We can reference a brief episode or several from an earlier time if it corresponds to the overall theme of our memoir.
During the upward movement of the journey, there will be points of conflict, stalls, delays, or barriers to reaching the climax or height of the story.
On Top of the Curve; Heading Home
The energy of that climactic event cannot be sustained, and the writing enters the downhill slope or the denouement. We know at the arch, there is the ‘Aha’ moment; and how disheartening it would be if the moment did not result in actions that reinforced the realization. For readers, it’s breathing room or a sigh of relief.
While it is a downward slant on the bell curve, it is not anti-climactic. There are still events that demonstrate the transition, changes and often character transformations that the writer experienced, and there is room to have excitement within those passages as well.
Memoirs often convey a universal lesson or message, and when written in a compelling manner, readers are entertain, encouraged or educated.
The End is in Sight
Once again, it is up to the writer to determine a logical end to their memoir. Back to Finding North. I named the recovery home that I opened in 1990, North House. There are many references to North in native cultures, and my mentor was a 74-year old Native American. A chance encounter with him set up a chain of events that eventually encouraged me to open the house.
That direction represents rest, renewal and cleansing. Each of those aspects is what transpires for us in recovery. We stop our use; we renew connections lost to our addiction, and we cleanse our body, emotions, and negative thoughts.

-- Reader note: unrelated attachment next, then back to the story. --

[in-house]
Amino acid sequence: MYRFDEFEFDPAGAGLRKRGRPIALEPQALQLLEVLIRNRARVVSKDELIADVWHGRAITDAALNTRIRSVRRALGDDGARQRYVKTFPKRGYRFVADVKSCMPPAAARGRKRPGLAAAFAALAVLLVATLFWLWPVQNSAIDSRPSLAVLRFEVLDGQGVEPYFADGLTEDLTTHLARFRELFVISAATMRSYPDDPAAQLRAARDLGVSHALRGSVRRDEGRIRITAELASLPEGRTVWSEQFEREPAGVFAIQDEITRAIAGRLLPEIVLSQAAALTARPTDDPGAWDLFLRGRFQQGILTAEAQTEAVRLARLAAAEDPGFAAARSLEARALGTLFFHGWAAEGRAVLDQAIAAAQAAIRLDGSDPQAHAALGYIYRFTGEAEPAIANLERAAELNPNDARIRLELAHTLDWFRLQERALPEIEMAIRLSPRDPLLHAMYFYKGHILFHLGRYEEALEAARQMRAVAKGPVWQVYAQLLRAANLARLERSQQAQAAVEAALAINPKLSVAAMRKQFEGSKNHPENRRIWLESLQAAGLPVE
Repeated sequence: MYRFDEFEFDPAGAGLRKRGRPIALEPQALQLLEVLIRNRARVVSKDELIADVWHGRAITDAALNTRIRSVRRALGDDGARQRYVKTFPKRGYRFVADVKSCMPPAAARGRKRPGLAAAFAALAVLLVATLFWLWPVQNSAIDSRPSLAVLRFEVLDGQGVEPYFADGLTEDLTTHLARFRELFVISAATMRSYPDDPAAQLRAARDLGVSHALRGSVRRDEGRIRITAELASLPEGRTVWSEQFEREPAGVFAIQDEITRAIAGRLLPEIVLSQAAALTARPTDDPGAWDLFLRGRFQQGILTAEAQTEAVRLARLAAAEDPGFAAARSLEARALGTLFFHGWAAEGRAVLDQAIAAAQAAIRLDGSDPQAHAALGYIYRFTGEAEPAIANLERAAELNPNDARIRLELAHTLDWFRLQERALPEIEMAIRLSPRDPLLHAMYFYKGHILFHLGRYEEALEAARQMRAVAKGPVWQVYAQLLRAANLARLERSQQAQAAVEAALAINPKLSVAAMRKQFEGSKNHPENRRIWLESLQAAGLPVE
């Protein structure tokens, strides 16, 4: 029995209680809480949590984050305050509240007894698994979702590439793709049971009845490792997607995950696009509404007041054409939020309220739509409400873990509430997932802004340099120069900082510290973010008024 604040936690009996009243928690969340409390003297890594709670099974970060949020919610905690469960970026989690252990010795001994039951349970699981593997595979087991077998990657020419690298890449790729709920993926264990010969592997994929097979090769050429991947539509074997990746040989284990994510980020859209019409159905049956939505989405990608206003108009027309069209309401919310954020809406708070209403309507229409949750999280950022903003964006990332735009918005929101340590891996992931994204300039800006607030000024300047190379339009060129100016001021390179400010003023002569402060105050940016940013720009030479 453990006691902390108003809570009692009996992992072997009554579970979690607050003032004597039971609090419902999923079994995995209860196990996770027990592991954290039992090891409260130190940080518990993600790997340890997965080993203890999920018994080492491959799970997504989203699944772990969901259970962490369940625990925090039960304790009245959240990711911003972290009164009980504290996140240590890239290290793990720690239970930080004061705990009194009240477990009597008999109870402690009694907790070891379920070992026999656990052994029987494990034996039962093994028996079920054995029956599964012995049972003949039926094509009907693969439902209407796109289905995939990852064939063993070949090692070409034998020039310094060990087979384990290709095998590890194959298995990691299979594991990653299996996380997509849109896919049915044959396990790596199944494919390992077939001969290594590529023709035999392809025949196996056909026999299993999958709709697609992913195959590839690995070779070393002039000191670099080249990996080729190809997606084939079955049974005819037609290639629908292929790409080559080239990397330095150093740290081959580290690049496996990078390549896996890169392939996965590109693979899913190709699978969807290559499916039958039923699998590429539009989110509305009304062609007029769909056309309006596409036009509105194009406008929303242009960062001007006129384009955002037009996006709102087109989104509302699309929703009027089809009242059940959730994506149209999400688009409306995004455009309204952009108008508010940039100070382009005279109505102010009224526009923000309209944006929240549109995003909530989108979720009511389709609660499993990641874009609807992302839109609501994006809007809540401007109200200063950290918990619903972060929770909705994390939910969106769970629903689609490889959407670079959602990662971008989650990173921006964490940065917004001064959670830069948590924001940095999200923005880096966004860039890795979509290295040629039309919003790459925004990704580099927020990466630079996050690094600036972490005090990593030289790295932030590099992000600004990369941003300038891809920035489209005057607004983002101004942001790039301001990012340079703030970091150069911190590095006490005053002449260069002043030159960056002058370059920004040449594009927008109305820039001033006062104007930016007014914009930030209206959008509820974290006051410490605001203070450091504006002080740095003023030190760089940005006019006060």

Again, since this is a memoir, there is a logical end to the piece. I closed North House in 2011. Therefore, I have a real cut off time that concludes the memoir.
Anything that has happened beyond closing would logically have to be “Beyond North” and we’ll leave that for another day. I’m not being flip in telling you to leave subsequent life events for another day. If you are writing memoir rather than an autobiography, you’ve got to end your piece at a logical point in your life.
Some writers prefer to work backward or what I call reverse writing. They view an individual outcome or event as the culmination of their message and then trace it back to the source or origin of the transformation. They know when they emerged their changed self and reflected back on the decline of self or the beginning of the adversities. They go from butterfly to egg if you will. And in the final analysis, we are writing in reverse with memoir.
Even when the memoir ends, the life does not. No, I’m not trying to be profound, but stopping the memoir is difficult for some.
Because we’re still here, more happened after the years recorded in the memoir, and some writers have excellent material for those later years. But that additional material is like darlings, save them and write another memoir or sequel.